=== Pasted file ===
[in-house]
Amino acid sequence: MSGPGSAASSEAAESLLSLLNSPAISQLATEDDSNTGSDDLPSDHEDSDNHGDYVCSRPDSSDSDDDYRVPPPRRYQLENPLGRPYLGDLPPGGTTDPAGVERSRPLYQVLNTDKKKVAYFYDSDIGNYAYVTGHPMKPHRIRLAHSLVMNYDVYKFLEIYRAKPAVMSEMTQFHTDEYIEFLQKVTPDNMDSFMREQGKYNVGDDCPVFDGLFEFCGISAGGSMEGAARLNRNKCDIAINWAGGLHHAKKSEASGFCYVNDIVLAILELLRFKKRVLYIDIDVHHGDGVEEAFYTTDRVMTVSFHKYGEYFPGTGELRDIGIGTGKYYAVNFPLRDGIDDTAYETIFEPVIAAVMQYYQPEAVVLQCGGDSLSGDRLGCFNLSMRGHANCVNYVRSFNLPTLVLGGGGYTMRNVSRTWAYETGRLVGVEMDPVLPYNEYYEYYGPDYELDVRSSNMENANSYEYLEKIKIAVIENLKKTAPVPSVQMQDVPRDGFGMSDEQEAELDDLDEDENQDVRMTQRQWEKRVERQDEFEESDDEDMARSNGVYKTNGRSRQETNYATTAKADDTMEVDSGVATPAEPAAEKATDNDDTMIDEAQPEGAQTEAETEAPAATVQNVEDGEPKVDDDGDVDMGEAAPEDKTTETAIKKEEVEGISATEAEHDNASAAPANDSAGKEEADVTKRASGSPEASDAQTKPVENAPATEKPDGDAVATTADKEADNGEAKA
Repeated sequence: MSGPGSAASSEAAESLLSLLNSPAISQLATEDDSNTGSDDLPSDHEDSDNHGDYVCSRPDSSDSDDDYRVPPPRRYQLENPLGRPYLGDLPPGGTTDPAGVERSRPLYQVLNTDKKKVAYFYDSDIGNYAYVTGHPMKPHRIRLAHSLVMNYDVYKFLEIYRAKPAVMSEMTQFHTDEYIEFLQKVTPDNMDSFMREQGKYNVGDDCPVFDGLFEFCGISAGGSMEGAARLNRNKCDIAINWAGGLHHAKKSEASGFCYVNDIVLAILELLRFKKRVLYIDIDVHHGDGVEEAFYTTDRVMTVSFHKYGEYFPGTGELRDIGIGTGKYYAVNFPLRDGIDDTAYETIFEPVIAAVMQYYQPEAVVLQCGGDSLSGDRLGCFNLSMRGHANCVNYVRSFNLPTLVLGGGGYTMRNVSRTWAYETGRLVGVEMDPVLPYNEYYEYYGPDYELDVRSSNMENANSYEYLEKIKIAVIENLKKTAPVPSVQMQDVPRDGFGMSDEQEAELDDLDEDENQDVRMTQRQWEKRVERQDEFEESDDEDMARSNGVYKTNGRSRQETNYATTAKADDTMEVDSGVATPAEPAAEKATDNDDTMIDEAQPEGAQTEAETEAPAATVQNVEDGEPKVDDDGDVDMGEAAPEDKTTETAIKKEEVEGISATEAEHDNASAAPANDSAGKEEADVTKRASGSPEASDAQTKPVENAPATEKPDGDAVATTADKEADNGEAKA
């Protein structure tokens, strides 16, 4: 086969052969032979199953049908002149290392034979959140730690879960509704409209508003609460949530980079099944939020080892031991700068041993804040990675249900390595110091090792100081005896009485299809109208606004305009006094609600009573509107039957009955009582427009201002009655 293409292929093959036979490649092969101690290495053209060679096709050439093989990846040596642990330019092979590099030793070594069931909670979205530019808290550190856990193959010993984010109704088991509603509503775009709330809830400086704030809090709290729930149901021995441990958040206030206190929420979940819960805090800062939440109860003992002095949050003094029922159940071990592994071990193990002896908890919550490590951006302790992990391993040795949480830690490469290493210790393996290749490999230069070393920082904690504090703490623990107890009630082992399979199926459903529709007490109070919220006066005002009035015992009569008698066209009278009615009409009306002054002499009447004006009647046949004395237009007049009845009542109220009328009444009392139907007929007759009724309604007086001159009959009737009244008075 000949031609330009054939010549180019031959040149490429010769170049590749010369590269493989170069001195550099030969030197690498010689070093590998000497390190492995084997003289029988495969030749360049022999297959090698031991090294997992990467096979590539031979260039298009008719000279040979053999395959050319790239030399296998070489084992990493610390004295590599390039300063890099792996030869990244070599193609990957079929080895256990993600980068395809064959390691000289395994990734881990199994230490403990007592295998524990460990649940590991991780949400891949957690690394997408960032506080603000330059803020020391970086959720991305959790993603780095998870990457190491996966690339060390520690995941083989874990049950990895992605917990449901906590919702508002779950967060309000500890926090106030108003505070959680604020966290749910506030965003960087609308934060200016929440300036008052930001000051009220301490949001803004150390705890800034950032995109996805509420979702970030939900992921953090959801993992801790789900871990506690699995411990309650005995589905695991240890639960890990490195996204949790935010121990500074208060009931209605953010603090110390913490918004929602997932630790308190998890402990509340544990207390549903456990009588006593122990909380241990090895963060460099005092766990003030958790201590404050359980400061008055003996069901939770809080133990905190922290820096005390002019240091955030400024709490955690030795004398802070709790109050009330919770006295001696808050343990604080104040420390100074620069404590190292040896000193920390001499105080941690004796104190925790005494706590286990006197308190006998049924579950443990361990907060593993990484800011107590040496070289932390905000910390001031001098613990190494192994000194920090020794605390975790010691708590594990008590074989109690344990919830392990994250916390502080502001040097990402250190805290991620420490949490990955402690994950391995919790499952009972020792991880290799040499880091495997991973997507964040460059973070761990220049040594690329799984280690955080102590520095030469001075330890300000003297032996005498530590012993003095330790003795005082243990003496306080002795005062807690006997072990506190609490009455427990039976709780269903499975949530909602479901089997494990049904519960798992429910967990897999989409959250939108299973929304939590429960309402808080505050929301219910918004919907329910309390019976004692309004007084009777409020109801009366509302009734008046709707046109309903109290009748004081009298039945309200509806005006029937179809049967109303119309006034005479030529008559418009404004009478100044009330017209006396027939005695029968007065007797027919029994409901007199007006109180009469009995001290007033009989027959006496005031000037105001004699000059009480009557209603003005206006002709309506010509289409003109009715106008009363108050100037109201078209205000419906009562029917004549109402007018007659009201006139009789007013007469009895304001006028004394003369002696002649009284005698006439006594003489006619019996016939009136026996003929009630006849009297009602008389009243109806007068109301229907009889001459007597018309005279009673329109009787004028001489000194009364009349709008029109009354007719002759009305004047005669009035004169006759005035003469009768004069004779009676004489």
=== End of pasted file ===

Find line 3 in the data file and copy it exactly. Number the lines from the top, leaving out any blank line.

Repeated sequence: MSGPGSAASSEAAESLLSLLNSPAISQLATEDDSNTGSDDLPSDHEDSDNHGDYVCSRPDSSDSDDDYRVPPPRRYQLENPLGRPYLGDLPPGGTTDPAGVERSRPLYQVLNTDKKKVAYFYDSDIGNYAYVTGHPMKPHRIRLAHSLVMNYDVYKFLEIYRAKPAVMSEMTQFHTDEYIEFLQKVTPDNMDSFMREQGKYNVGDDCPVFDGLFEFCGISAGGSMEGAARLNRNKCDIAINWAGGLHHAKKSEASGFCYVNDIVLAILELLRFKKRVLYIDIDVHHGDGVEEAFYTTDRVMTVSFHKYGEYFPGTGELRDIGIGTGKYYAVNFPLRDGIDDTAYETIFEPVIAAVMQYYQPEAVVLQCGGDSLSGDRLGCFNLSMRGHANCVNYVRSFNLPTLVLGGGGYTMRNVSRTWAYETGRLVGVEMDPVLPYNEYYEYYGPDYELDVRSSNMENANSYEYLEKIKIAVIENLKKTAPVPSVQMQDVPRDGFGMSDEQEAELDDLDEDENQDVRMTQRQWEKRVERQDEFEESDDEDMARSNGVYKTNGRSRQETNYATTAKADDTMEVDSGVATPAEPAAEKATDNDDTMIDEAQPEGAQTEAETEAPAATVQNVEDGEPKVDDDGDVDMGEAAPEDKTTETAIKKEEVEGISATEAEHDNASAAPANDSAGKEEADVTKRASGSPEASDAQTKPVENAPATEKPDGDAVATTADKEADNGEAKA